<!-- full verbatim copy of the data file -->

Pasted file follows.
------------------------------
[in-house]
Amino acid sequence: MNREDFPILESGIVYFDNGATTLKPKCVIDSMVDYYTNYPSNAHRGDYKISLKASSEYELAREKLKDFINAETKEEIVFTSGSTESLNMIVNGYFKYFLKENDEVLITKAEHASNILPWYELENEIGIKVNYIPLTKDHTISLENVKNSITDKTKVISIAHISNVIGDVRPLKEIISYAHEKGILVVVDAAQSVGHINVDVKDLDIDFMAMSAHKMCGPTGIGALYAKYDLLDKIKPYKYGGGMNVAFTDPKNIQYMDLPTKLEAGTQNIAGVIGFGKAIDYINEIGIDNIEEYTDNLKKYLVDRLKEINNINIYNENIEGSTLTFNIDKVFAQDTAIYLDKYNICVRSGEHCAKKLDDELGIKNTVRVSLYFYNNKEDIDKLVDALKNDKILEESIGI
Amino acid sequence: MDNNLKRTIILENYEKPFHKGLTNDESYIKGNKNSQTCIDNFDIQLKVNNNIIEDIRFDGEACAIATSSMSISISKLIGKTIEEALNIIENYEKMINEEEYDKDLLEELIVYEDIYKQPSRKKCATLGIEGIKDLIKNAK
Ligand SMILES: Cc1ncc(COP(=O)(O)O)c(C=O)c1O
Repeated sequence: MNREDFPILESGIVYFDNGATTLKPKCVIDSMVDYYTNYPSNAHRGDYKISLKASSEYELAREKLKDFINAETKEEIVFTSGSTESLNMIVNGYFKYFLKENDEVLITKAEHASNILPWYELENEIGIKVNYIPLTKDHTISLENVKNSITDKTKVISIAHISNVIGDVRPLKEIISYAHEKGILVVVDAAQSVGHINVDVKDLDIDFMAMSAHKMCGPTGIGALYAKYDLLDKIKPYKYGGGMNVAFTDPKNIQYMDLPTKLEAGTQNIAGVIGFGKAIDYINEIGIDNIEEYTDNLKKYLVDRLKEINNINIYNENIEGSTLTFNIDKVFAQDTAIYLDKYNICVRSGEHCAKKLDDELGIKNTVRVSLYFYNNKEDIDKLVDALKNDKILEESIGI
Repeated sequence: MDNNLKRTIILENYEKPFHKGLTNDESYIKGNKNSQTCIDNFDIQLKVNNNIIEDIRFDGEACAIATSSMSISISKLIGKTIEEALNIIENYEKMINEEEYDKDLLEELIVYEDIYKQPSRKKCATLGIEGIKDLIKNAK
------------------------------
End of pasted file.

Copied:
[in-house]
Amino acid sequence: MNREDFPILESGIVYFDNGATTLKPKCVIDSMVDYYTNYPSNAHRGDYKISLKASSEYELAREKLKDFINAETKEEIVFTSGSTESLNMIVNGYFKYFLKENDEVLITKAEHASNILPWYELENEIGIKVNYIPLTKDHTISLENVKNSITDKTKVISIAHISNVIGDVRPLKEIISYAHEKGILVVVDAAQSVGHINVDVKDLDIDFMAMSAHKMCGPTGIGALYAKYDLLDKIKPYKYGGGMNVAFTDPKNIQYMDLPTKLEAGTQNIAGVIGFGKAIDYINEIGIDNIEEYTDNLKKYLVDRLKEINNINIYNENIEGSTLTFNIDKVFAQDTAIYLDKYNICVRSGEHCAKKLDDELGIKNTVRVSLYFYNNKEDIDKLVDALKNDKILEESIGI
Amino acid sequence: MDNNLKRTIILENYEKPFHKGLTNDESYIKGNKNSQTCIDNFDIQLKVNNNIIEDIRFDGEACAIATSSMSISISKLIGKTIEEALNIIENYEKMINEEEYDKDLLEELIVYEDIYKQPSRKKCATLGIEGIKDLIKNAK
Ligand SMILES: Cc1ncc(COP(=O)(O)O)c(C=O)c1O
Repeated sequence: MNREDFPILESGIVYFDNGATTLKPKCVIDSMVDYYTNYPSNAHRGDYKISLKASSEYELAREKLKDFINAETKEEIVFTSGSTESLNMIVNGYFKYFLKENDEVLITKAEHASNILPWYELENEIGIKVNYIPLTKDHTISLENVKNSITDKTKVISIAHISNVIGDVRPLKEIISYAHEKGILVVVDAAQSVGHINVDVKDLDIDFMAMSAHKMCGPTGIGALYAKYDLLDKIKPYKYGGGMNVAFTDPKNIQYMDLPTKLEAGTQNIAGVIGFGKAIDYINEIGIDNIEEYTDNLKKYLVDRLKEINNINIYNENIEGSTLTFNIDKVFAQDTAIYLDKYNICVRSGEHCAKKLDDELGIKNTVRVSLYFYNNKEDIDKLVDALKNDKILEESIGI
Repeated sequence: MDNNLKRTIILENYEKPFHKGLTNDESYIKGNKNSQTCIDNFDIQLKVNNNIIEDIRFDGEACAIATSSMSISISKLIGKTIEEALNIIENYEKMINEEEYDKDLLEELIVYEDIYKQPSRKKCATLGIEGIKDLIKNAK